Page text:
At first, Seton Sobolewski felt a little concerned about his Idaho State club this summer.
The Bengals were months removed from one of the best seasons in program history: A regular-season championship, a conference title and a spot in the NCAA Tournament. Plus, in the weeks that followed the end of the season, Idaho State made the rounds that come with those accolades. Ring ceremonies. Speaking engagements. Awards banquets.
Sobolewski felt proud of his group’s accomplishments, but in the back of his mind, he wondered: Do I need to push the group to turn the page?
That’s the nice thing about returning almost the entire team from seasons like that, though.
You don’t have to encourage them to do much. Instead, Sobolewski never made a big deal out of moving on. He never talked to the team about it, never pushed them to put last season in the past.
“It happened organically,” Sobolewski said.
Which brings us here, to the start of Idaho State’s new season, which officially kicks off Tuesday with a road test against preseason No. 10 Oregon.
Most importantly, the Bengals return their entire starting five: Point guard Diaba Konate, shooting guard Dora Goles, small forward Estefania Ors, power forward Callie Bourne and center Ellie Smith, the group that helped last season’s Bengals win their first Big Sky regular-season and tournament titles in nine years. Idaho State also returns its first two options off the bench in Tomekia Whitman and Montana Oltrogge.
The cast of characters has stuck together for quite awhile, but it also features a good amount of talent.
Last season, Goles led Idaho State with 12.4 points per game, earning first-team all-conference honors. Konate, who pulled down 11.9 rebounds per game, was named to the all-conference second team. Even Ors secured conference tournament MVP honors, tallying 21 points in the group’s title-clinching win over Idaho, which stuffed a trophy case that also includes Big Sky Freshman of the Year in 2016-17, Top Reserve in 2017-18 and honorable mention all-conference in 2018-19.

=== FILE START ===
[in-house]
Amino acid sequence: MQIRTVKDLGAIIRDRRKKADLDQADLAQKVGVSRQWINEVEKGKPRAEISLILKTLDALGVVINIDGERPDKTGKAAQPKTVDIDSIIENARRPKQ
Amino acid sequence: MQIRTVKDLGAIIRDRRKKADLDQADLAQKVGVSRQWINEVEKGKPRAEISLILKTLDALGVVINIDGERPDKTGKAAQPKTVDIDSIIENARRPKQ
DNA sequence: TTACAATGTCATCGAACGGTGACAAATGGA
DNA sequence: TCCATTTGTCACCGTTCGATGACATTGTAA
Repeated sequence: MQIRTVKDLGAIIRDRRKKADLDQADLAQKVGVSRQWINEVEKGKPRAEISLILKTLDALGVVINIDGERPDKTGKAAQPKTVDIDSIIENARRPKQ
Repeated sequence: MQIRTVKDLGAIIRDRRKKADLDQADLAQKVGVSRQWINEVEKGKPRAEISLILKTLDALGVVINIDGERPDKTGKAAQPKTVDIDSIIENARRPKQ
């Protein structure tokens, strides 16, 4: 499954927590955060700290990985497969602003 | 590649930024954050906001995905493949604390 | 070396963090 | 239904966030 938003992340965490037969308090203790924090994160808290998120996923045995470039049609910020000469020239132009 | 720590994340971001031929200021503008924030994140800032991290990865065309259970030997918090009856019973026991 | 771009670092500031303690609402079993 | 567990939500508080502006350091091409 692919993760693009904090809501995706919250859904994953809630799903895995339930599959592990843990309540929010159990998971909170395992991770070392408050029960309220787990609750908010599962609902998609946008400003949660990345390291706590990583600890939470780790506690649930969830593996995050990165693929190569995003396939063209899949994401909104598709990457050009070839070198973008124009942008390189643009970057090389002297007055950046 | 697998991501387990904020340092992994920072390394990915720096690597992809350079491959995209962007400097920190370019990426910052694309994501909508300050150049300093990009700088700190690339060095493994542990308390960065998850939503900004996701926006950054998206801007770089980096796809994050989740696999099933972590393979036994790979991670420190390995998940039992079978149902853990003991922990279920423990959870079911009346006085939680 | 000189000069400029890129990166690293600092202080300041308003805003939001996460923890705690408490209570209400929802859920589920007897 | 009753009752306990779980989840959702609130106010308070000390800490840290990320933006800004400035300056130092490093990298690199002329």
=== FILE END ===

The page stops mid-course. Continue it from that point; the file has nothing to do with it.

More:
That’s a long-winded, roundabout way of stating the obvious: The Bengals return almost everyone from a team that was already loaded with talent and experience. The team’s only offseason departures came from graduate Delaney Moore.
“The way our team is made and the way our system is,” Sobolewski said, “you’re just not going to have many players that put up big numbers. We move the ball a lot. We share the ball a lot. It’s true, freelance motion offense. A lot of movement and screening. So that’s the core to our culture, too. It’s a lot of unselfishness.”
For all the Bengals’ returning pieces, though, they also have several new ones. Seven freshmen line this year’s roster, including two walk-ons in Paisley Specht and Century alum Tenleigh Smith. Playing time for the newcomers will be limited but expect to see, at least, Anaya Bernard and Kayla Salmons get action.
That puts the team in an interesting spot. Idaho State wants to get the most out of the roster it has, namely all the seniors, the bunch doing their last go-around with the program. At the same time, the Bengals also want to develop the next group, the batch of freshmen and underclassmen who will take over in the years to come.
“It’s a long-term plan with that,” Sobolewski said. “You can get enough preparation and practice and reps in to get ready to win games, but also, you can slow down enough when you have to, to help coach the younger people and cultivate them. We’re always going to put winning first. We don’t want to be so concerned about the future that we don’t take care of the present.
“So we want to win, but it does take a little bit more time and practices and things because you’re trying to slow things down and help these guys.”
At any rate, Idaho State’s season is already underway. The Bengals started their season — unofficially — with a 91-58 exhibition win over the College of Idaho Friday night.
Idaho State expected a win there. Different may be the club’s regular-season opener against No. 10 Oregon. The Bengals do have experience taking down Power 5 clubs, like the way they upset Kansas State last season, a monumental victory for the program.
Oregon, though, may be a different beast. Time will tell. Either way, the $25,000 check Idaho State gets for showing up will help.
“You learn what you need to work on by playing good teams,” Sobolewski said. “Maybe we are at a place where we can upset someone like that, after our experiences last year.”